When the Nigerian National Financial Inclusion Strategy (NFIS) was launched in October 2012, it set out to reduce the percentage of adult Nigerians who do not have access to financial services from 46.3 per cent in 2010 to 20 per cent in 2020.
Upon a review of the NFIS set target in 2019, Nigeria’s financial regulatory body, CBN, further designed an ambitious 5-year policy thrust to achieve a 95 per cent financial inclusion target by 2024. Currently, with just 2.6 per cent of the entire world population, Nigeria alarmingly makes up over 3 per cent of the world’s unbanked population.
The World Bank Group cites financial inclusion – which means that people have access to basic financial services like a savings account, credit and insurance – as a key driver of extreme poverty reduction and shared prosperity. And for a nation with an alarming figure in its standing in the world’s unbanked population ranking, it is little surprise that the CBN is desperate to close the gap.
A dire economic situation has necessitated the need for all hands, especially those of the financial institutions operating in Nigeria, to be on deck regarding the financial inclusion of all citizens in the most-populous African country. Available data by the National Bureau of Statistics (NBS) pegs the population of Nigerians living below the poverty line at a whopping 40 per cent indicating that desperate financial measures need to be adopted to turn the tide in the nation’s favour.
As various statistics and Nigeria’s grim economic reality have shown, financial inclusion should not be exclusive or limited to adults. In fact, in urging the inclusion of children in the financial system, the American Certified Public Accountant (CPA) Financial Literacy Commission posits that financial literacy and inclusion is not an end in itself but a step-by-step process. The commission submits that “it begins in childhood and continues throughout a person’s life all the way to retirement. Instilling the financial-literacy message in children is especially important because they will carry it for the rest of their lives.”
In Nigeria, financial inclusion for children will ensure that children who are often susceptible to abuse and exploitation enjoy adequate financial backing through their journey to adulthood.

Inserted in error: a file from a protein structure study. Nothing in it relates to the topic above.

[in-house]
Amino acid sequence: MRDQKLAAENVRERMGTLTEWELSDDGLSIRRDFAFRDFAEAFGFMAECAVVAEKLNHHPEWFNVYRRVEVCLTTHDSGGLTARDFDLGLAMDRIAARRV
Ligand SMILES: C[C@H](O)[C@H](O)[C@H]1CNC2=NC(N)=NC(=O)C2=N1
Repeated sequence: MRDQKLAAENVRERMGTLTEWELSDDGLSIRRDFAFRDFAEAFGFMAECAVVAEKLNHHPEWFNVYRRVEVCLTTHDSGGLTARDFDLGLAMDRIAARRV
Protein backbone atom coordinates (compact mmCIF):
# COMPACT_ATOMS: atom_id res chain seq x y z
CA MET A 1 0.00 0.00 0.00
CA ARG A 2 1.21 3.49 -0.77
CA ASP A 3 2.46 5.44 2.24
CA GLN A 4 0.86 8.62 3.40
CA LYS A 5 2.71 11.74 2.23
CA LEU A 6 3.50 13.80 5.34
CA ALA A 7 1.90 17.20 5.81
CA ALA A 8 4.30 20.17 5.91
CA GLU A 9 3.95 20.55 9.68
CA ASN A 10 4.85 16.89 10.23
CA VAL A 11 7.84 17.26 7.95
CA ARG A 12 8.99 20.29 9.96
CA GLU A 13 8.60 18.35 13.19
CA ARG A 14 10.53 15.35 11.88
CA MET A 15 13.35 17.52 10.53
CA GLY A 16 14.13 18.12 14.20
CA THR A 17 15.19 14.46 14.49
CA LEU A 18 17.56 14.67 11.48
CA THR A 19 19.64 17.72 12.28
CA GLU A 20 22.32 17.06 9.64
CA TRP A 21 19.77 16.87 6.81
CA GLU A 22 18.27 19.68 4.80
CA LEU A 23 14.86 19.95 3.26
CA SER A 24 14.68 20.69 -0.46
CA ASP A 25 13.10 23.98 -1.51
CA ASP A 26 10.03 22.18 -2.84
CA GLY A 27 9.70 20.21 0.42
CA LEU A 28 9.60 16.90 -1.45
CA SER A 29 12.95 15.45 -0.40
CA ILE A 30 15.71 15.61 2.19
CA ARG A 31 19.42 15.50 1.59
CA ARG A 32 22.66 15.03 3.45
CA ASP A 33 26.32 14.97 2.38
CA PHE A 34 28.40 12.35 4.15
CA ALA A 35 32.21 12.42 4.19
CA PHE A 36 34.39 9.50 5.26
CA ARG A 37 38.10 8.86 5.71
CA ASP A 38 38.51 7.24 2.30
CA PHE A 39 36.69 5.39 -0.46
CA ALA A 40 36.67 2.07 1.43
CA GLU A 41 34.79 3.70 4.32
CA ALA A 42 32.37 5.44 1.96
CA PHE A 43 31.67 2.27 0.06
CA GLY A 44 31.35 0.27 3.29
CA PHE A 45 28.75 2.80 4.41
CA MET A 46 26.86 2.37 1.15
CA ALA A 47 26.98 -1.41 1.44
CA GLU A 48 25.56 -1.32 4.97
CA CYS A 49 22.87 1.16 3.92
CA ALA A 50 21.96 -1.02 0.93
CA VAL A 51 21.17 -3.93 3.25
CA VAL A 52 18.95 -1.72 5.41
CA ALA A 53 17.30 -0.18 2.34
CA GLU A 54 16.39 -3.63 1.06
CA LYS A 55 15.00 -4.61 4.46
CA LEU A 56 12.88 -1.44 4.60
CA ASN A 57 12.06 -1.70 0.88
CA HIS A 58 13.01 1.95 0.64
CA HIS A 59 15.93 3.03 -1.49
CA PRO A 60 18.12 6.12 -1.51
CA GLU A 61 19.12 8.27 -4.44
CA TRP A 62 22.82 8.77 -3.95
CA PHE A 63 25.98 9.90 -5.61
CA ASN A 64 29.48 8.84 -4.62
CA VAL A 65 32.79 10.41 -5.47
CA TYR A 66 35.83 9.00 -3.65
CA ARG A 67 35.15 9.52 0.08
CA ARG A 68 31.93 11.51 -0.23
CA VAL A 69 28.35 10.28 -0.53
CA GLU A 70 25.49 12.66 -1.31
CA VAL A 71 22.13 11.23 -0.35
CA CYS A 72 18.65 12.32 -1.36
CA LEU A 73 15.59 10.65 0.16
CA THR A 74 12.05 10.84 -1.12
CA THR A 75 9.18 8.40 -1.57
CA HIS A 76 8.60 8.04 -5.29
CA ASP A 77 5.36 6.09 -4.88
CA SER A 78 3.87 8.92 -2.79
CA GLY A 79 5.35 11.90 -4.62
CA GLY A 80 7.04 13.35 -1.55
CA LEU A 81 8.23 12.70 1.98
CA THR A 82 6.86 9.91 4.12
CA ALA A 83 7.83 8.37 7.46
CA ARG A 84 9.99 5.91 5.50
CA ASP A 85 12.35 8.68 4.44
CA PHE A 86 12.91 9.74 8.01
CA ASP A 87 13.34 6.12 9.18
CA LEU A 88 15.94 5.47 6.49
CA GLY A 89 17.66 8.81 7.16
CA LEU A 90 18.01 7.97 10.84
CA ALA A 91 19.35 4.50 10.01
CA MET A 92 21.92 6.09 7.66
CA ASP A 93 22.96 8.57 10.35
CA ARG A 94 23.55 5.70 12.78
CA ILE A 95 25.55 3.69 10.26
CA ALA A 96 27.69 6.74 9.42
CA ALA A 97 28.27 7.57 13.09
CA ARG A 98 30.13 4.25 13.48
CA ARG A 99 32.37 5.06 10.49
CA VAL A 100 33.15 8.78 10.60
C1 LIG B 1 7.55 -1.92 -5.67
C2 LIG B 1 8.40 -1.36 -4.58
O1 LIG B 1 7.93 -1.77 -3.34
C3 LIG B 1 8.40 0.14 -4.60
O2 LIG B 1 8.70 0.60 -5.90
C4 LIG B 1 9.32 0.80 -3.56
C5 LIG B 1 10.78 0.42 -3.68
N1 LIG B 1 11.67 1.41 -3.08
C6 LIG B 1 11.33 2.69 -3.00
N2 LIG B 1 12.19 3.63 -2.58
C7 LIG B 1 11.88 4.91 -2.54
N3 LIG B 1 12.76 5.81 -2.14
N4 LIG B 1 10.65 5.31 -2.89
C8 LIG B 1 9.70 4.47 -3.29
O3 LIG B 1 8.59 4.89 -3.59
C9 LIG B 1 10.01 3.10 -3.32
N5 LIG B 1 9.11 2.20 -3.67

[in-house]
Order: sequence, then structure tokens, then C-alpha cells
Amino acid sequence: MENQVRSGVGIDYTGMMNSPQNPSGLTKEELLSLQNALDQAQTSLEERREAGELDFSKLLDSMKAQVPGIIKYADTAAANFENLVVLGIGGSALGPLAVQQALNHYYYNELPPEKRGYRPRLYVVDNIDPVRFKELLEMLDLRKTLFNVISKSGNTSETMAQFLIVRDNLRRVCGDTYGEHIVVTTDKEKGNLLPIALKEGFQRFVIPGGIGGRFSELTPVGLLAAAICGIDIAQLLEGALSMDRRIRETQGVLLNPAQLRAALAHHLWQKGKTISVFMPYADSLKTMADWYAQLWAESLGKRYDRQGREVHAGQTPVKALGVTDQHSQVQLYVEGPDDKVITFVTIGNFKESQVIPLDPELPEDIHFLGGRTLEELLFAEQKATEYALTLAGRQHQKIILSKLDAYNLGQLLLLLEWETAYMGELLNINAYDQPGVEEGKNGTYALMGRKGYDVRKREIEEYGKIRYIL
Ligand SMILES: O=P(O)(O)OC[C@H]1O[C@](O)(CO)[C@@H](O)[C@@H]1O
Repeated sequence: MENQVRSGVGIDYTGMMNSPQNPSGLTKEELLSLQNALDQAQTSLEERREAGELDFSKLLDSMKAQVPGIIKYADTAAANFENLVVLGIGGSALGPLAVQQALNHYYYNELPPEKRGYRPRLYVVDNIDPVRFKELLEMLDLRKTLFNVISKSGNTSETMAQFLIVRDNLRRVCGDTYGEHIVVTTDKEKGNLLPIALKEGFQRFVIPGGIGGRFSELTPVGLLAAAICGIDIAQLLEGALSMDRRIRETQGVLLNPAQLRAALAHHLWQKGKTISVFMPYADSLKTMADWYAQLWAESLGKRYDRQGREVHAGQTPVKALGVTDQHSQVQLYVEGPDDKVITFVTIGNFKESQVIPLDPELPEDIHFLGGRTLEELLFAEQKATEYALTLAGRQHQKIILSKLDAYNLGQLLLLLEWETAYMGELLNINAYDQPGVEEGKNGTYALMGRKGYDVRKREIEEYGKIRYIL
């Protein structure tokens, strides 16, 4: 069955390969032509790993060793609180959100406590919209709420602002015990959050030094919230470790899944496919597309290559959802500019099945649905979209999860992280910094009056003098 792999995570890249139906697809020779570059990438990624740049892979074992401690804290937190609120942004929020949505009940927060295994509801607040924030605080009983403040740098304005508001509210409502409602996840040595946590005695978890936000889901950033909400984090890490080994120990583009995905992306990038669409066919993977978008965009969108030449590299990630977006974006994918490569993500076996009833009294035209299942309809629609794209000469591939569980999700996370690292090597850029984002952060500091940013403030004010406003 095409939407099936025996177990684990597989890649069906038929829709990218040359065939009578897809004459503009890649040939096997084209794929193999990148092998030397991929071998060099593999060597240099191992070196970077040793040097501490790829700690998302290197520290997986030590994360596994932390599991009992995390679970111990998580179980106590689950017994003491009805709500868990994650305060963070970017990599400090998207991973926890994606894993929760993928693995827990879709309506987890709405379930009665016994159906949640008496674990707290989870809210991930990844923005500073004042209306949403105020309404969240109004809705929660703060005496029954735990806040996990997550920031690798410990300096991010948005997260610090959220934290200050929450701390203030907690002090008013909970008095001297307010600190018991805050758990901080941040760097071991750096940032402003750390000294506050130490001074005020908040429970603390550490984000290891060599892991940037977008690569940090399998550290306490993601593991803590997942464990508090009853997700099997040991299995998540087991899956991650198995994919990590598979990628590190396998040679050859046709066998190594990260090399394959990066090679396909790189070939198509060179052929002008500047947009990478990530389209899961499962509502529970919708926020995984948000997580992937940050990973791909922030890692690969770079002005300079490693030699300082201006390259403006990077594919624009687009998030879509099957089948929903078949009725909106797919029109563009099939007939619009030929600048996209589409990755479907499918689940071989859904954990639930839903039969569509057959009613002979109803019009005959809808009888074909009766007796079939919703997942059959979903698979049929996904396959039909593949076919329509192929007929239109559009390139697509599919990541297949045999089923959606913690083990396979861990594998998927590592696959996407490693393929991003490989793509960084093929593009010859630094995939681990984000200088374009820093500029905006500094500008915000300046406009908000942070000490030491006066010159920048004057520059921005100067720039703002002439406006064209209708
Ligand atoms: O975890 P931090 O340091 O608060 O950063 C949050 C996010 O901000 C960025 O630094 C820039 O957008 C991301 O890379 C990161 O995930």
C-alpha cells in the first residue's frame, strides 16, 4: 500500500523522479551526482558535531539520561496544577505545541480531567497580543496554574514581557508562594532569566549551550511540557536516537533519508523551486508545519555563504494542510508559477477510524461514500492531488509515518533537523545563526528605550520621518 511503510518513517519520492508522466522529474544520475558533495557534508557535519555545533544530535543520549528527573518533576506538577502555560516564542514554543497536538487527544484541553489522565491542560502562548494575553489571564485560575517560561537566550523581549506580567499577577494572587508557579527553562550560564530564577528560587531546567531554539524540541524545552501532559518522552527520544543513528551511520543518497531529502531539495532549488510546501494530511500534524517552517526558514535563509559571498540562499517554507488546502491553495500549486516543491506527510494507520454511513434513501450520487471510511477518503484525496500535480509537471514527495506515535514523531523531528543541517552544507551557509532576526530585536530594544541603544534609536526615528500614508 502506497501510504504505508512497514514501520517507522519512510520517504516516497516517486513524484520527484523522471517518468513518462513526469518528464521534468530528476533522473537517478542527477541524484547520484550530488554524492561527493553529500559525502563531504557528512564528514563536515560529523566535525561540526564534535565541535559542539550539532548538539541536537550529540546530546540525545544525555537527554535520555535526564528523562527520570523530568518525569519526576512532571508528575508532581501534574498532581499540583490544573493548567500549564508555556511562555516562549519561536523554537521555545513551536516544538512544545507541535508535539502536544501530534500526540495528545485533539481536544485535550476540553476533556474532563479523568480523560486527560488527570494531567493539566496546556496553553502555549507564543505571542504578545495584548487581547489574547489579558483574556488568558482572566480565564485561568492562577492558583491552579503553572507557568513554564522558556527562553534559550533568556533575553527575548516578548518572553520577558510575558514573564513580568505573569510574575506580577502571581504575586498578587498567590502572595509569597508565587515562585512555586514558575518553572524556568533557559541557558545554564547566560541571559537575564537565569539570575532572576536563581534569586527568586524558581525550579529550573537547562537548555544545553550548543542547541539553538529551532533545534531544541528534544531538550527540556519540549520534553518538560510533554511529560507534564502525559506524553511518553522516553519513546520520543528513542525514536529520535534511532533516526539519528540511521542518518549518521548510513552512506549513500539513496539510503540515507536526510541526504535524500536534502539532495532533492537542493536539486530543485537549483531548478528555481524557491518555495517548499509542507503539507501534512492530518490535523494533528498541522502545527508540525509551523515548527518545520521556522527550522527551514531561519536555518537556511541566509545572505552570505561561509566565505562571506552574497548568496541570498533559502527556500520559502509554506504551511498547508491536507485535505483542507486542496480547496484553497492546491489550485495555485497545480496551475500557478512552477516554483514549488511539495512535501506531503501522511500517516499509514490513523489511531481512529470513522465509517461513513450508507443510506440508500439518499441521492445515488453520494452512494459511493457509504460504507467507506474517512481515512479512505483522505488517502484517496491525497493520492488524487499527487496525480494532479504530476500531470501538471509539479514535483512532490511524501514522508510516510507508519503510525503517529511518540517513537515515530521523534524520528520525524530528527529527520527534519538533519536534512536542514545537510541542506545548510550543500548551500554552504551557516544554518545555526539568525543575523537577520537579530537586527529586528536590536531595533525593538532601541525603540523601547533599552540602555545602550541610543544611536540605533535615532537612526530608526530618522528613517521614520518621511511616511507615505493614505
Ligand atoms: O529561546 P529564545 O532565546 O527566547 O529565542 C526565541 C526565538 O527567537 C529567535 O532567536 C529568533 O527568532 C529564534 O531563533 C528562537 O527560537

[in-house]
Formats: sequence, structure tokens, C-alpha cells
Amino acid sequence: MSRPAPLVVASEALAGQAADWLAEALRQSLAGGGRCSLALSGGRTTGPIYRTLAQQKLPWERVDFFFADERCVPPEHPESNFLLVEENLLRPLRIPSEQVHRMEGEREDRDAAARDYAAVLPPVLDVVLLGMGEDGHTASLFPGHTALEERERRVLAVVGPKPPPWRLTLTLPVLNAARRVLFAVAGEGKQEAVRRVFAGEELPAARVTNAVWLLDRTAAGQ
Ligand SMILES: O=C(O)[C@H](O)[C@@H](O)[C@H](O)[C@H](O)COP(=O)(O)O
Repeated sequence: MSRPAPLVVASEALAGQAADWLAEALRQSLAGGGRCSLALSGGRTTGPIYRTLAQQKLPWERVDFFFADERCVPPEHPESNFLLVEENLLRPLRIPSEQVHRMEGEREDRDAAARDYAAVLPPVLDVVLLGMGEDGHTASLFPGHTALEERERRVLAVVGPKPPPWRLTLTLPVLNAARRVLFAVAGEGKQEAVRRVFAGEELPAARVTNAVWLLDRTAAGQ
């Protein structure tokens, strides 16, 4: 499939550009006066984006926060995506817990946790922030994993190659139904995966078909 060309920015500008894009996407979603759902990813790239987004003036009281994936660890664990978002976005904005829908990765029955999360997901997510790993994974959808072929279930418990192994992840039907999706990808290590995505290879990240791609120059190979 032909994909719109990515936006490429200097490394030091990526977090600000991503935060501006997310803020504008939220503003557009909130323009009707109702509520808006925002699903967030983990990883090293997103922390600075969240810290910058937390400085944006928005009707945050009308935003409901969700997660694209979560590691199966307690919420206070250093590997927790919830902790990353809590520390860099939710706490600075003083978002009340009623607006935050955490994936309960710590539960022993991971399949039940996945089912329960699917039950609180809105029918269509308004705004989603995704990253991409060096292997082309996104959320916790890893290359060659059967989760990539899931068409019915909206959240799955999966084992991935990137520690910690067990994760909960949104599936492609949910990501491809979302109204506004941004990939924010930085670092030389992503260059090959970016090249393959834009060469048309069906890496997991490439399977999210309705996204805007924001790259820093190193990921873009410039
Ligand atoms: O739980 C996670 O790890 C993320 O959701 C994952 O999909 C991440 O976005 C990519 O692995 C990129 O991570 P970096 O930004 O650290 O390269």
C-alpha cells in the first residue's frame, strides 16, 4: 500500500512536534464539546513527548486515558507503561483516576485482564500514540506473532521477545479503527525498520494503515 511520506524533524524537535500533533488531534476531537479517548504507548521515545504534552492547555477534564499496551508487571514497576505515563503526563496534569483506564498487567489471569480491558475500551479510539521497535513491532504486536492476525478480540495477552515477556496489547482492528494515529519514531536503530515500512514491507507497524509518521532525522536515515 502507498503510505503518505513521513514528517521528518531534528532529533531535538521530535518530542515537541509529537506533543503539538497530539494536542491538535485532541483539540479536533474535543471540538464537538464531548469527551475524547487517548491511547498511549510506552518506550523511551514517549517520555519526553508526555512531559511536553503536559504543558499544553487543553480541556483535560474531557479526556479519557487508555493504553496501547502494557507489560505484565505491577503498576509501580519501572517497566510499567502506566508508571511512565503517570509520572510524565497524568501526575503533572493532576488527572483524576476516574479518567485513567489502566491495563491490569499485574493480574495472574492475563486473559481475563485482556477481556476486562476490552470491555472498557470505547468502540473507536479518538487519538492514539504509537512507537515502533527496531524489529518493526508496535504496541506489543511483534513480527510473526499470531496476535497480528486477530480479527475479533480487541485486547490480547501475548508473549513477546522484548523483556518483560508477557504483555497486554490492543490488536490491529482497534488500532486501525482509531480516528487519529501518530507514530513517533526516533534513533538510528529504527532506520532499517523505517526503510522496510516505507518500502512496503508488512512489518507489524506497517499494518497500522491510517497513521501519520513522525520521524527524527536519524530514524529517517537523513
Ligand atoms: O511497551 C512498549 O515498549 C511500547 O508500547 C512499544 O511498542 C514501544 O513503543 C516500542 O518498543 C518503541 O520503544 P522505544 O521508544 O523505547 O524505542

In recognition of these issues, Nigeria’s leading financial institution, Fidelity Bank Plc, is taking on the challenge by designing products, services, and initiatives to cater to the financial inclusion of children in the country.
The bank’s introduction of the Sweet Account (SWEETA) is one of many that are designed to provide financial inclusion for children. SWEETA, according to the bank, has been specially created to encourage a savings culture towards children’s welfare by those responsible for them. Holders of this special account type are also eligible for a stream of benefits and rewards from Fidelity Bank. On Children’s Day this year, for instance, the bank rewarded 62 lucky SWEETA holders with a N150,000 cash reward each.
Yet another indication that Fidelity Bank is intentional about financial inclusion for children is its participation in the CBN-endorsed Financial Literacy Day. As an active participant in the event every March, Fidelity Bank has, at different times, used the event to develop initiatives to help children cultivate and understand the importance of positive financial habits like saving, entrepreneurship, and wealth-building early on in their lives.
During the March 2021 Financial Literacy Day event themed, ‘Take Care of Yourself, Take Care of Your Money’, the bank’s leadership enlightened young students across the country on the importance of a healthy savings culture which it says will, in turn, help them make intelligent financial decisions that will improve their future finances. The bank noted that the virtual sessions indicated a change from the norm where children are commonly exempt from matters that concern money and finances.
CBN has stated the importance of financial inclusion for all Nigerians going into the next decade, calling for “an environment with a profusion and prevalence of financial access points, products and services, a financially literate population, and a digital savvy customer base.”
Fidelity Bank has undoubtedly shown it is ready and willing to play its part, with children right at the top of its priority list. The fast-growing bank’s attempts at providing Nigerian children with a new lease of life is not only applaudable but worthy of emulation.
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